David Bourget (Western Ontario)
David Chalmers (ANU, NYU)
Rafael De Clercq
Jack Alan Reynolds
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Intellectual Impostures seemed at first to create something of dilemma for me. My position was obviously an example of the kind that Sokal and Bricmont's set out to critique, but I found myself entertaining a variety of responses, why be so nasty, so sneering, why overstate the case, why attribute failings of individual's arguments to all of some supposedly homogeneous group be they constructivists, sociologists of science postmodernists or whatever? Why be so earnestly tendentious? Yet, did I not agree with much with what they had to say? I too find plenty of contemporary scholarship obscure and irrelevant, and most importantly, I agree with them about the necessity of criticism, especially political criticism. Hence it seemed inappropriate to respond with equally over the top denunciation. Fortunately, I had time to look at some of the associated literature particularly Flight From Science and Reason and A House Built on Sand where I discovered two writers dealing with important issues in the Culture Wars. Philip Kitcher trying to find some middle ground and a way to recognise that some important and valuable work is being done in Science Studies, and Meera Nanda formulating some telling criticisms of the 'localist' thesis including some of my own work.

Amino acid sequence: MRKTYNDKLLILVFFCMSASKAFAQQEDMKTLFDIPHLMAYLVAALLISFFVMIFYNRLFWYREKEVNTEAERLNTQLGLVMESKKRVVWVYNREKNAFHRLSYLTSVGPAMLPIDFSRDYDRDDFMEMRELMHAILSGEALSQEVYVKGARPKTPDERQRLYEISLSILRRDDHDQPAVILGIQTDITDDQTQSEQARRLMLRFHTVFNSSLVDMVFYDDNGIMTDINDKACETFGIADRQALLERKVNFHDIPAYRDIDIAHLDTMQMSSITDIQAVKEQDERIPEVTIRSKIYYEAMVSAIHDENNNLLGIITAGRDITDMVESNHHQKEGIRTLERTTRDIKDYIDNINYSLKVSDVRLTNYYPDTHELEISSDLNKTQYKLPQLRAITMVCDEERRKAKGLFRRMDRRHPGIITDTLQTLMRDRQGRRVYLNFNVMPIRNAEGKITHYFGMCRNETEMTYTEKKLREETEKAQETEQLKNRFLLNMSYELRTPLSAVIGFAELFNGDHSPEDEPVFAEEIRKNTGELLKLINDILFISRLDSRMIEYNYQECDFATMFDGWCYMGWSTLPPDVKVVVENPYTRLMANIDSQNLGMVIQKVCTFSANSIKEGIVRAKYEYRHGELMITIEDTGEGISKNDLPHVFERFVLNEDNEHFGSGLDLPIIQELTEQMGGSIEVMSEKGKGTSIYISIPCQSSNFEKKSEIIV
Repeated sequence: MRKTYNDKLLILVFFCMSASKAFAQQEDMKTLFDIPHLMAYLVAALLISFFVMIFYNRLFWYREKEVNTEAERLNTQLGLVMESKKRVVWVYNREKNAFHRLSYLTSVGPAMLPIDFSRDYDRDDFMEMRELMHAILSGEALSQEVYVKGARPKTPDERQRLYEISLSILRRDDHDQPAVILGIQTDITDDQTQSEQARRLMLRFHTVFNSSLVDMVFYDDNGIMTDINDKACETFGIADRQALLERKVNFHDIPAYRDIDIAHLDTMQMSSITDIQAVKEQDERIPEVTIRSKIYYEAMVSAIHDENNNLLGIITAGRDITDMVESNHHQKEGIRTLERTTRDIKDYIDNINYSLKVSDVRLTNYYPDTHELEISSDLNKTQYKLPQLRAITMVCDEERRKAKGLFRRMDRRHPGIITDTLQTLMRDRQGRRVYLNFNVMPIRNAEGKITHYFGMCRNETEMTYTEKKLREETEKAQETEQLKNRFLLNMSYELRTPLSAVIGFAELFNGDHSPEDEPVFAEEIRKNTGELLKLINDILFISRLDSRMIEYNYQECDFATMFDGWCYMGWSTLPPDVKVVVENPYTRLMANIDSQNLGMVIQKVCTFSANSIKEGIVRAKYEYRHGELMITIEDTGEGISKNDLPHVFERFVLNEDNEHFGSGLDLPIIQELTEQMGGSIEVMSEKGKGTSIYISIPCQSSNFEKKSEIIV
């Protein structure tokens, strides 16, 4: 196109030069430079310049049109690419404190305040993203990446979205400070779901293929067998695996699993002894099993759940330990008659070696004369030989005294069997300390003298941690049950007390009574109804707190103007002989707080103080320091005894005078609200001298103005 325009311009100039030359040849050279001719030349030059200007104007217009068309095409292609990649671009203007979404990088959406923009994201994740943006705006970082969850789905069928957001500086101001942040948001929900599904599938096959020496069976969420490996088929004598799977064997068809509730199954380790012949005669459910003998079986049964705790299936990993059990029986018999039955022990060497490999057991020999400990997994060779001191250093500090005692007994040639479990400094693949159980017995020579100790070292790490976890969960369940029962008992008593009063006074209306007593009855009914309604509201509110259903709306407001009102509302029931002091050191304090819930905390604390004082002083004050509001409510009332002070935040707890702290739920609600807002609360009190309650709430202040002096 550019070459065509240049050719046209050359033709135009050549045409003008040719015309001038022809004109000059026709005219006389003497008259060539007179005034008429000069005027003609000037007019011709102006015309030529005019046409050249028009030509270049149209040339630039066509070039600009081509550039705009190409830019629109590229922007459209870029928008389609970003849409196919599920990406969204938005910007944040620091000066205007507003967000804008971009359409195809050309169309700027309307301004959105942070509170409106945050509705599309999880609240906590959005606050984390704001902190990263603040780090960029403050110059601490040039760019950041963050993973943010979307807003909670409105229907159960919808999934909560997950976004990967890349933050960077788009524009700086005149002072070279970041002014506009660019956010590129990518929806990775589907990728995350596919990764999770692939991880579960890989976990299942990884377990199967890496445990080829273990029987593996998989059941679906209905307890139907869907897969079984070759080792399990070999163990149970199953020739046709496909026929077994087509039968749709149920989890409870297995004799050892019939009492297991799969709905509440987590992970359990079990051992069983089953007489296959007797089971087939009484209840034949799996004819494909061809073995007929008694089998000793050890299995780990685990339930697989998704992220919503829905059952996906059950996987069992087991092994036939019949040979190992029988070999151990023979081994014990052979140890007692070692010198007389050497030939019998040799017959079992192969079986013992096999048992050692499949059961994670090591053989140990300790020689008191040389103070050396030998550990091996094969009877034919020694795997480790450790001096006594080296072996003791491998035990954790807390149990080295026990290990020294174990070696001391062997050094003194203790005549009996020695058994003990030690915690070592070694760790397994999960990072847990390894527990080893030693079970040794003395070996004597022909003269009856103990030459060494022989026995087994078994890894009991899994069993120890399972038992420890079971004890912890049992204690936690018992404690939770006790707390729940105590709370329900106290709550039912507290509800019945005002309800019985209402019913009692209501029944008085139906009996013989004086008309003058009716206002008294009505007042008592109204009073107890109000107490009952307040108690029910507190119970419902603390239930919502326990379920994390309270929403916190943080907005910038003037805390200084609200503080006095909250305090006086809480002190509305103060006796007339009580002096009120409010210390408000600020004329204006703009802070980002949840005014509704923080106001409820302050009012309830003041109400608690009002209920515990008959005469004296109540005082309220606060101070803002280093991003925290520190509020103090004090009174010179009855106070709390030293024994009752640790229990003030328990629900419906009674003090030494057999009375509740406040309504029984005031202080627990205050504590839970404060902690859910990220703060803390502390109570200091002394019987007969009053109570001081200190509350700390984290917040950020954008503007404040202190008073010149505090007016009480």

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Jean-Philippe Bouilloud (2003). The Reception of the Sokal Affair in France—"Pomo" Hunting or Intellectual Mccarthyism?: A Propos of Impostures Intellectuelles by A. Sokal and J. Bricmont. Philosophy of the Social Sciences 33 (1):122-137.
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